Neither Liberals nor Rural Southerners are Safe in Hilarious New Book-It Play

The adaptation of an acclaimed novel tackles America's sordid racial history.

By Florangela Davila

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June 6, 2017

This article originally appeared in the June 2017 issue of Seattle Magazine.

Local poet and arts educator Daemond Arrindell hadn’t even finished reading the entire 366-page novel Welcome to Braggsville last spring when he decided he was in. He’d help adapt it as a play for Book-It Repertory Theatre.

The story “felt so necessary,” he explains, adding that many of the book’s themes “seem straight from last year’s election season.”

Those themes are namely race, identity politics, the urban/rural political divide and the United States’ sordid racial history. “Our history is ugly and complex, and we’re trying to pretend that we’re totally clean as a nation,” says Arrindell, who also facilitates workshops locally and across the country about race, equity and the arts.

Written by T. Geronimo Johnson and published in 2015, the critically acclaimed Welcome to Braggsville was long-listed for the National Book Award. Its story focuses on D’aron, a white kid from teeny Braggsville, Georgia, and a first-generation college student who is feeling out of sorts at present-day University of California, Berkeley—until he meets his posse: Louis, the Malaysian-American comedian from the Bay Area who wants to be the next “Lenny Bruce Lee”; Charlie, a black football player from Chicago; and Candice, the white, blond Iowan who claims to be part Native American. (She also likes to lament ¿Por qué? ¿Por qué? whenever she’s distraught.) One day, D’aron’s friends discover Braggsville still holds Civil War reenactments, and the group decides to protest by dressing up as slaves staging a lynching.

And that’s when their so-called “performative intervention” or “theater of the real” goes horribly awry.

Seriously loaded in subject matter, the book is nonetheless wickedly funny, mercilessly skewering everyone—liberals, college activists, rural Southerners, academia—with prose that is packed with contemporary cultural references. The book’s plot makes for a compelling story, which is what Book-It—a theater group that translates literary work into theater productions—always looks for when deciding what it will produce. It’s also a story “this country needs right now,” says Josh Aaseng, the theater’s literary manager, who invited Arrindell to help him adapt the novel into a play.

It would have been irresponsible to not reach out to an artist of color to translate the novel for the stage, says Aaseng. “A black man wrote this book, so there’s this lens I don’t have,” says Aaseng, who is white. “But most important, Daemond is a performance poet, and the language of the book is so dense and so poetic with these long run-on sentences. There’s a rhythm to it.”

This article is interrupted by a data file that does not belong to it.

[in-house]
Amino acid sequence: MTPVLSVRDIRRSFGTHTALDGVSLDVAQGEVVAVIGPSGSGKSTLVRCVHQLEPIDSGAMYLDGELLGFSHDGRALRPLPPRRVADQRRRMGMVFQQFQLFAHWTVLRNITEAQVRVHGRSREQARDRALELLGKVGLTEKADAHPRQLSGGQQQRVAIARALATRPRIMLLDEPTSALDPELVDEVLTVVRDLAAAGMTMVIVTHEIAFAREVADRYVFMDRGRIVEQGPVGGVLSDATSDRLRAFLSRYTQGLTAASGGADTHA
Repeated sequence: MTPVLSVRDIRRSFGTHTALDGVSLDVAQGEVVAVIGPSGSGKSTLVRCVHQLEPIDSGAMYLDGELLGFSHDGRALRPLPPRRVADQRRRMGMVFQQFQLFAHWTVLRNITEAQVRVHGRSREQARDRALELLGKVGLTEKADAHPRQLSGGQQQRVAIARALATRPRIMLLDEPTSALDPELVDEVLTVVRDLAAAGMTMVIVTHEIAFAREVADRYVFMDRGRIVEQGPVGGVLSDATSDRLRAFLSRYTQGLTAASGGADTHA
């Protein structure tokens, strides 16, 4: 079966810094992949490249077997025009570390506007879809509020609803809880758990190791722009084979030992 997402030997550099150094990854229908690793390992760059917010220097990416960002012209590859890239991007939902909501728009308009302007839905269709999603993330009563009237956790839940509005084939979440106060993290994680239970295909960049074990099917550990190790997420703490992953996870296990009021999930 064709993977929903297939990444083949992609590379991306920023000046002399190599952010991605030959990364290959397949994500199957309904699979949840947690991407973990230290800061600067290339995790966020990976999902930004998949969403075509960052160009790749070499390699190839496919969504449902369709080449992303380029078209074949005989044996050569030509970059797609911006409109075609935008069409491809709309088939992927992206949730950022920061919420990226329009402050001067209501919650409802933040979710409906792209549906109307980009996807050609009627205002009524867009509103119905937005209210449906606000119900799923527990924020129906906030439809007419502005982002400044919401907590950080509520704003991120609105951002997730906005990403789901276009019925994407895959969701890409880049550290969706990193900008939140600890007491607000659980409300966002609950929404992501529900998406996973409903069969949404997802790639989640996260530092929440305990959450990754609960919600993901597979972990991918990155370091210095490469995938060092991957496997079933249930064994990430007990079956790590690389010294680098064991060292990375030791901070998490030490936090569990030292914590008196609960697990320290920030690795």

“It has almost like a jazz flow,” says Arrindell. The writing also reminded him of Junot Díaz’s work (The Brief Wondrous Life of Oscar Wao, which won the Pulitzer Prize), which Arrindell greatly admires.

Arrindell, 42, grew up in Queens, New York, with family roots in the Caribbean. He’s widely respected in the Seattle arts community as an educator and creative force, a former crisis hotline counselor who first made his mark locally as a poet at open mics. He’s worked with many young writers as part of Arts Corps’ Youth Speaks poetry program and as a writer in residence for Seattle Arts and Lectures. For years, he’s also worked with incarcerated teens and adults as a teaching artist with Freehold Theatre’s Engaged Theatre program, during which he compiled inmates’ work into a stage production. That work—pulling together a script—helped prepare him for this project, a first for him.

The book includes passages devoted to D’aron’s internal monologues, his doubts and his thoughts. Arrindell turned these into “found poems” for a new Poet character he created that will be included in Book-It’s production.

To help craft the script, Arrindell and Aaseng spent a week visiting Atlanta and its environs last summer. They went looking for places like the fictional Braggsville, with its Confederate flags.  They saw just one flag, Arrindell remembers; Aaseng recalls seeing two.

No one called him the N-word, says Arrindell, upending his expectations. What Arrindell loves about Braggsville, he says, is how it marshals you to check your own beliefs. Welcome to Braggsville spares no one and shows us how even the most highly educated progressive folk—white, brown, black—can be ignorant when it comes to race.

Welcome to Braggsville plays at Book-It Repertory Theatre June 7–July 2. Times and prices vary. Seattle Center, Center Theatre, 305 Harrison St.; 206.216.0833; book-it.org

Illustration by Arthur Mount

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